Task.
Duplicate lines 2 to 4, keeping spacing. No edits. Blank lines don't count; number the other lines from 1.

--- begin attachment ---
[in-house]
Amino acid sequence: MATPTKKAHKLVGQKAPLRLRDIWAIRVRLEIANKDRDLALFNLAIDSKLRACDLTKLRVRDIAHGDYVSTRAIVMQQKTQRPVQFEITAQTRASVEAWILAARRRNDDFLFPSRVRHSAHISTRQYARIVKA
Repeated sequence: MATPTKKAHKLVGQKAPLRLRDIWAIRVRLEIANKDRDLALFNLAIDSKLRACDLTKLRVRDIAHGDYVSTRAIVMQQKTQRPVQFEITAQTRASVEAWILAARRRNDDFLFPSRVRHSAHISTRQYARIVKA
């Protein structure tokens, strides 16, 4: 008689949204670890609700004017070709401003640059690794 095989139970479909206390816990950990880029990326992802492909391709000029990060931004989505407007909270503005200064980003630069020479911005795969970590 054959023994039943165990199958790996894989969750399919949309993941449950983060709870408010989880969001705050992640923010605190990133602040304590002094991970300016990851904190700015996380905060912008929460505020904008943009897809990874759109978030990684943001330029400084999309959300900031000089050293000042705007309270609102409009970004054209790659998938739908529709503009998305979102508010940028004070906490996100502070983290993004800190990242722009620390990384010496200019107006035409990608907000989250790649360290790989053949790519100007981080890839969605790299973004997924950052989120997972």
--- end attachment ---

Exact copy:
Amino acid sequence: MATPTKKAHKLVGQKAPLRLRDIWAIRVRLEIANKDRDLALFNLAIDSKLRACDLTKLRVRDIAHGDYVSTRAIVMQQKTQRPVQFEITAQTRASVEAWILAARRRNDDFLFPSRVRHSAHISTRQYARIVKA
Repeated sequence: MATPTKKAHKLVGQKAPLRLRDIWAIRVRLEIANKDRDLALFNLAIDSKLRACDLTKLRVRDIAHGDYVSTRAIVMQQKTQRPVQFEITAQTRASVEAWILAARRRNDDFLFPSRVRHSAHISTRQYARIVKA
């Protein structure tokens, strides 16, 4: 008689949204670890609700004017070709401003640059690794 095989139970479909206390816990950990880029990326992802492909391709000029990060931004989505407007909270503005200064980003630069020479911005795969970590 054959023994039943165990199958790996894989969750399919949309993941449950983060709870408010989880969001705050992640923010605190990133602040304590002094991970300016990851904190700015996380905060912008929460505020904008943009897809990874759109978030990684943001330029400084999309959300900031000089050293000042705007309270609102409009970004054209790659998938739908529709503009998305979102508010940028004070906490996100502070983290993004800190990242722009620390990384010496200019107006035409990608907000989250790649360290790989053949790519100007981080890839969605790299973004997924950052989120997972």